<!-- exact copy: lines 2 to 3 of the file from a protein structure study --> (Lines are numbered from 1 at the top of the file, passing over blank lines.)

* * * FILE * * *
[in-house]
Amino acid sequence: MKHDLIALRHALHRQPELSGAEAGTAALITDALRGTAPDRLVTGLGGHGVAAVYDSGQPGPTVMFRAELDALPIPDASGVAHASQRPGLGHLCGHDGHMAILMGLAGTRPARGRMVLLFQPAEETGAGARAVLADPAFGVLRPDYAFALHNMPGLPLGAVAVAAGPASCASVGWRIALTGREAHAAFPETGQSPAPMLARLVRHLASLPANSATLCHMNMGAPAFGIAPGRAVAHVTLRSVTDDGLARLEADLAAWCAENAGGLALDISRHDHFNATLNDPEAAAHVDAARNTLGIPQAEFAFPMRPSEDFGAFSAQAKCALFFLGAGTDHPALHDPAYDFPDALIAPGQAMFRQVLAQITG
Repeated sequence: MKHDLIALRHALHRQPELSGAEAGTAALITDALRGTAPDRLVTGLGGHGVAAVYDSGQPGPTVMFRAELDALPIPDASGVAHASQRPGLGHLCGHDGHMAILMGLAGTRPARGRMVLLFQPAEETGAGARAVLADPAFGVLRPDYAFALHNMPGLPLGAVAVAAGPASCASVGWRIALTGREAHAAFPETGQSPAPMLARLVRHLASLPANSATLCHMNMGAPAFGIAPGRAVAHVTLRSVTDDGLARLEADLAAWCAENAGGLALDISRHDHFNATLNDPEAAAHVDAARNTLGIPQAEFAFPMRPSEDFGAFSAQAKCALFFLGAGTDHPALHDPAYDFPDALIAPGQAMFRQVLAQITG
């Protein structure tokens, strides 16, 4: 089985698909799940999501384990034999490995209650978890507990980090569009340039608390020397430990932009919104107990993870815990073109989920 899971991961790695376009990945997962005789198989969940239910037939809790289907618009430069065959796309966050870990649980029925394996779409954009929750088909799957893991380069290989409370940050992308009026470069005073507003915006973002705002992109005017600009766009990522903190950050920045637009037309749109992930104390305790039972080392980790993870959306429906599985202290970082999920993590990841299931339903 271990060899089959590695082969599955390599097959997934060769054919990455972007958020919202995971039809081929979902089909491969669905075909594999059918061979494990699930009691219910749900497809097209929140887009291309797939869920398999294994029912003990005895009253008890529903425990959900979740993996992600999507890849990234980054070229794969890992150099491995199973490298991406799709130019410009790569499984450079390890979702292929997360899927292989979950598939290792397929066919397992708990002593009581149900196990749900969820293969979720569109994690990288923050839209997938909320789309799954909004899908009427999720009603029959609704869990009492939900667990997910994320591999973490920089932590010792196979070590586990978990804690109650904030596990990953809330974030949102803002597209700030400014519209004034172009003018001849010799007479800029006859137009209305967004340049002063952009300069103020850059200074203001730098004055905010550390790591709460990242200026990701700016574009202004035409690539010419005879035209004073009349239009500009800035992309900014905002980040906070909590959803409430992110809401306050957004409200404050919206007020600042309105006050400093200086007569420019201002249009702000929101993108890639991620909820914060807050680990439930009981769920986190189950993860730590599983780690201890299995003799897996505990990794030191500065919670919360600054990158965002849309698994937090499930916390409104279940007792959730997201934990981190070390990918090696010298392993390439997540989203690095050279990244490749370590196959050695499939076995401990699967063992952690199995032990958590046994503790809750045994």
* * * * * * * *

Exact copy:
Amino acid sequence: MKHDLIALRHALHRQPELSGAEAGTAALITDALRGTAPDRLVTGLGGHGVAAVYDSGQPGPTVMFRAELDALPIPDASGVAHASQRPGLGHLCGHDGHMAILMGLAGTRPARGRMVLLFQPAEETGAGARAVLADPAFGVLRPDYAFALHNMPGLPLGAVAVAAGPASCASVGWRIALTGREAHAAFPETGQSPAPMLARLVRHLASLPANSATLCHMNMGAPAFGIAPGRAVAHVTLRSVTDDGLARLEADLAAWCAENAGGLALDISRHDHFNATLNDPEAAAHVDAARNTLGIPQAEFAFPMRPSEDFGAFSAQAKCALFFLGAGTDHPALHDPAYDFPDALIAPGQAMFRQVLAQITG
Repeated sequence: MKHDLIALRHALHRQPELSGAEAGTAALITDALRGTAPDRLVTGLGGHGVAAVYDSGQPGPTVMFRAELDALPIPDASGVAHASQRPGLGHLCGHDGHMAILMGLAGTRPARGRMVLLFQPAEETGAGARAVLADPAFGVLRPDYAFALHNMPGLPLGAVAVAAGPASCASVGWRIALTGREAHAAFPETGQSPAPMLARLVRHLASLPANSATLCHMNMGAPAFGIAPGRAVAHVTLRSVTDDGLARLEADLAAWCAENAGGLALDISRHDHFNATLNDPEAAAHVDAARNTLGIPQAEFAFPMRPSEDFGAFSAQAKCALFFLGAGTDHPALHDPAYDFPDALIAPGQAMFRQVLAQITG